Facebook: A legacy of broken promises in the New Gilded Age

Facebook Whistleblower Francis Haugen gives testimony and evidence to Facebook’s deliberate disregard for public safety.

Some, including myself, are of the opinion that we are living in a New Gilded Age. One where Mark Zuckerberg and Jeff Bezos have become reincarnations of John D. Rockefeller and Andrew Carnegie, while public safety has taken a back seat to private interest and economic growth. A time where regulation is a dirty word to half of the political spectrum and many applaud Big Tech executives as paragons of American freedom. Yet at the same time, you can’t throw a penny in a crowded room without hitting someone who thinks social media has had a negative effect on our society. The question for many is whether anything should be done about it.

On Oct. 5, Facebook whistleblower Frances Haugen delivered a damning testimony before Congress against her former employer, claiming that Facebook has valued its profits over the safety of its users. I believe her testimony is proof that we must curtail the power of corporate influence. 

Haugen earned a degree in computer engineering as well as a Harvard Master’s degree in business. Out of college she first worked for Google, then Pinterest, before starting with Facebook in 2018. In her 2021 testimony, Haugen claims “…I joined Facebook because I think Facebook has the potential to bring out the best in us. But I am here today because I believe Facebook’s products harm children, stoke division, and weaken our democracy.” 

Haugen worked directly with Facebook’s algorithm designers in charge of tracking misinformation and developing new security measures. Before the 2020 election, efforts to crack down on misinformation were reinforced, but according to Haugen the new efforts ceased the moment the election was over. This move is described by Haugen as a “betrayal of democracy,” and sure enough misinformation inspired by the StopTheSteal movement eventually exploded into the deadly Jan. 6 attack on our capital.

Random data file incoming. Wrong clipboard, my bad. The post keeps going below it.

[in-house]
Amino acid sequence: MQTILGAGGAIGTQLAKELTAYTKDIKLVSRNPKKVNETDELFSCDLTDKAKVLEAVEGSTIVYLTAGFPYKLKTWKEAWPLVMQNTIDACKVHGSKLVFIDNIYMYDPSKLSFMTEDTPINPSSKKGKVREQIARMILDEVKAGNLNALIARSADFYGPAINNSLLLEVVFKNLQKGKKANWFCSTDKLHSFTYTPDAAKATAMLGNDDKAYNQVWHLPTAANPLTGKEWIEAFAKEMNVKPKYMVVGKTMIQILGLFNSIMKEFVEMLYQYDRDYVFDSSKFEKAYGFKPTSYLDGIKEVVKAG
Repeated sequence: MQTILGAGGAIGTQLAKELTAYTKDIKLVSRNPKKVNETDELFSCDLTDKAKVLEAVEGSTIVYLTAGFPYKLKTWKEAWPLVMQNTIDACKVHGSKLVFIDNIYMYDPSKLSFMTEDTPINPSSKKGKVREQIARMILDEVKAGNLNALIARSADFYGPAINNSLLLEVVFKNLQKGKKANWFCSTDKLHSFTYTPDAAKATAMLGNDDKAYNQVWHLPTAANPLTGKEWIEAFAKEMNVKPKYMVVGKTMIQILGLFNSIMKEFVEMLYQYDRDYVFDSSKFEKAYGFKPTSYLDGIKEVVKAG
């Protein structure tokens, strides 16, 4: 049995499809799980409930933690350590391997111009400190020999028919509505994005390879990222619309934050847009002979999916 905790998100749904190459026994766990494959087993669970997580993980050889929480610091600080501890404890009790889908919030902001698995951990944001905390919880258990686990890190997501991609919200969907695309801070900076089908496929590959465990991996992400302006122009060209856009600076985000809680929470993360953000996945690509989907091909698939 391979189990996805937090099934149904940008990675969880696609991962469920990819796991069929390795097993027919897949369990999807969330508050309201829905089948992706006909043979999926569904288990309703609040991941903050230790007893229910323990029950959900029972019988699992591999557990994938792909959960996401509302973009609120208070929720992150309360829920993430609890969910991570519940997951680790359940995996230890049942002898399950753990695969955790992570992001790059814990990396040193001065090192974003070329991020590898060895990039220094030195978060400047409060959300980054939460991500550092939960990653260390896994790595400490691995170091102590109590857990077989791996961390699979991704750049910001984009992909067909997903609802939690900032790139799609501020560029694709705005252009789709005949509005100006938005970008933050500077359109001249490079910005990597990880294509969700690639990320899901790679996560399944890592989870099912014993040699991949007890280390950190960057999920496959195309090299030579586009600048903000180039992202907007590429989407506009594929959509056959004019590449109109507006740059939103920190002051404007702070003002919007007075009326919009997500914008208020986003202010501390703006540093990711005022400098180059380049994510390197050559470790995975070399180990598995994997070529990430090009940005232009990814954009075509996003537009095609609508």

Facebook profits off of viewer attention, the more a viewer scrolls, the more money they make. Social experiments conducted by social media companies have learned that fear and outrage generate the most attention from viewers. So, it doesn’t matter to Facebook that #StopTheSteal encouraged hate and violence, the only thing that matters is that it got people scrolling and it only gets bleaker with a global perspective. 

Haugen later claims that despite the fact that only 9% of Facebook users primarily speak English, a whopping 87% of Facebook’s investment in integrity is devoted to English speaking countries, a state of affairs which is as blatantly racist as it is imperialist. 

So, if we are receiving the large majority of protection but we are still contending with hatred and violence like the Jan. 6 attack, what does that say about the stability of other countries? Well, according to The New York Times in “Where Countries Are Tinderboxes and Facebook is a Match”, online misinformation has been linked with the rise of authoritarian regimes in the Philippines, and Brazil, as well as ethnic and political violence in Nicaragua, Indonesia, Ethiopia, and Myanmar.                                               

The case of Myanmar is particularly troubling. As revealed in the BBC report: “The Country Where Facebook Posts Whipped Up Hate”, internet use is still growing in Myanmar, with about 18 million users by 2018. Facebook’s lack of moderation has led to a flurry of hate and violence towards the Rohingya Muslim minority population. This culminated in ten thousand deaths and as many as a million Rohingya fleeing the country, becoming refugees.

The crisis in Myanmar was one of the many reasons Mark Zuckerberg testified before congress in 2018. Throughout the two-day hearing Zuckerberg apologized, or gave half answers to accusations, and made many promises that his company would review their safety guidelines and practice better self-regulation. Well with Haugen’s testimony, and authoritarian regimes toppling democracies all over the world, I can say with confidence that Zuckerberg has not lived up to his promises. 

Back in 2018, we all laughed at the memes of Zuckerberg looking like a bargain brand Data from Star Trek. Congress did their fair share of finger wagging while Zuckerberg twiddled his thumbs and looked at his feet. 

Yet very little was done about it. We all laughed, shook our heads, and moved on with our lives, trusting that Facebook would self-regulate, and there lies the real problem. In this New Gilded Age, we have abdicated more and more power to corporations, relieving them of any oversight or supervision. Putting our government in an increasingly advisory role, subservient to a private sector which only grows more emboldened every year. 

The average citizen is too jaded to do anything but make memes about it and the government is too corrupt and disinterested. However, I urge anyone who will listen to not continue to laugh about it. 

What we are seeing in the world has happened before. I don’t think I need to remind you how the Roaring Twenties ended, but just in case I’ll give you a hint. It was a little depressing.